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I understand from my music theory class that for reed and brass instruments, the "primary oscillator" is the modulation of an airstream. Comparatively, for wood winds, the "primary oscillator" is the air column.

I also understand that "oscillatIon" is a repeating waveform with a f0 and peak amplitude.

Fine, but what is a "primary oscillator" that is common to reed, brass, and woodwinds in the most generic sense of the word?

Thanks!

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    An oscillator is not a waveform. An oscillator generates a waveform. – Todd Wilcox Feb 27 '16 at 20:47
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    I think your terminology is a bit confused. In any musical instrument that produces a definite pitch, you have (1) something that oscillates, and (2) something that supplies energy to make it oscillate. For reed, brass, and wind instrument, the main thing that oscillates is the air inside the instrument. (The reed itself also oscillates.) The thing that supplies the energy is either the player's breath, or a mechanical system in instruments like bagpipes and pipe organs. – user19146 Feb 28 '16 at 6:26
  • Thanks! This is probably a naive question since I'm no physicist, but why is it necessary for instruments that produce a definite pitch to have an oscillator? Is there not some other mechanism through which pitch can be produced? – Teusz Feb 28 '16 at 9:35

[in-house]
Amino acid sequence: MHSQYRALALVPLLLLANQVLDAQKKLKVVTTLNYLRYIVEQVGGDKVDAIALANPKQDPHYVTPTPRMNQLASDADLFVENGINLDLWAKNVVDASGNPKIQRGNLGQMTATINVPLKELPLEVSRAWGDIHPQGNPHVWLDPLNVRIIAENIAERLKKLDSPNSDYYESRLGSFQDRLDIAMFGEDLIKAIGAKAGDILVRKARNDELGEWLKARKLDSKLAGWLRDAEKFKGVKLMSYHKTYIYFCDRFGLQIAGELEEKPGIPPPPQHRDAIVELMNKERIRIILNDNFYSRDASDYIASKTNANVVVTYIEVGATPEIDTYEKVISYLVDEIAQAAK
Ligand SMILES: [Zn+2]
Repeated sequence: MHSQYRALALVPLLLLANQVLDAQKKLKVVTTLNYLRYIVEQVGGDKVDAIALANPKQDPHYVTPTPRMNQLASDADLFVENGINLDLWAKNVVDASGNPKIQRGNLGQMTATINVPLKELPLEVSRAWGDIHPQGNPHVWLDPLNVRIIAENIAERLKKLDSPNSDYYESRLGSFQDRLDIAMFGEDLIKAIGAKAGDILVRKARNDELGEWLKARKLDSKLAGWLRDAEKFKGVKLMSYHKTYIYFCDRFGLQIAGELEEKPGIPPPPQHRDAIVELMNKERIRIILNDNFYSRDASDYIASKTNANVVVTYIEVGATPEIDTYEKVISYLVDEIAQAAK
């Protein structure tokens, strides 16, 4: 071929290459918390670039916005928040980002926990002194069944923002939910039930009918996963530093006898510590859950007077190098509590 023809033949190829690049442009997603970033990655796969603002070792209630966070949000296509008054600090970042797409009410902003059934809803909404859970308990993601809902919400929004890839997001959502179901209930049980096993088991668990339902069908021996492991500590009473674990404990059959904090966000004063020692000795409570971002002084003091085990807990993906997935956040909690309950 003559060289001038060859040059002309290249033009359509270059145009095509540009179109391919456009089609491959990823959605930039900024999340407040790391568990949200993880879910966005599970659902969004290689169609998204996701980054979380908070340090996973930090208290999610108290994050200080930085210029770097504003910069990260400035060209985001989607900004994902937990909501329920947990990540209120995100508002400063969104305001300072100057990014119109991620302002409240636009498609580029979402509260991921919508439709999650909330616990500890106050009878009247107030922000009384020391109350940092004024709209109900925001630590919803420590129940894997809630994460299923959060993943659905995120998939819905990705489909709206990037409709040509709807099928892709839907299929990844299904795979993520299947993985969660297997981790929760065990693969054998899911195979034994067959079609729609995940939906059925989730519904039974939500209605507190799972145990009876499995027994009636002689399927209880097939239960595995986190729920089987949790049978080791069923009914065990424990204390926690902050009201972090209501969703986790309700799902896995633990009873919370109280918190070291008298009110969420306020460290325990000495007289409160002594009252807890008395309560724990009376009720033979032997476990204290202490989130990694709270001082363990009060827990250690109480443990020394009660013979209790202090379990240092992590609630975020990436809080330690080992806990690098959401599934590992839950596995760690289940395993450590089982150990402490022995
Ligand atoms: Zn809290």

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The common factor in all wind instruments is that sound is produced from a vibrating column of air, set into oscillation by a player's breath. But the air column isn't the "oscillator", it's the thing that is made to oscillate. So I think your theory class has got it a bit wrong! There are three ways in which a player may be the "oscillator". In a brass instrument he "buzzes" his lips into the mouthpiece. In a reed instrument the reed(s) take over the function of the lips. In a flute it's rather different, oscillation is the result of an airstream splitting in two when it hits an edge. So three different ways of being an oscillator, all with the result of getting an air column vibrating, ready to be shaped by the rest of the instrument. The flute family produce a waveform reasonably like the classic sine-wave picture, with an easily discernable frequency and amplitude. Brass and woodwind have much more complex waveforms. And a large part of the sound's characteristic, for all of them, is defined by the attack, where the waveform looks a LOT less tidy. As so often in musical topics I think you'll be better off learning how individual instruments do work, rather than searching for a Unified Theory. Maybe your teachers are simply looking for you to say "wind instruments work by the player setting an enclosed air column into vibration".

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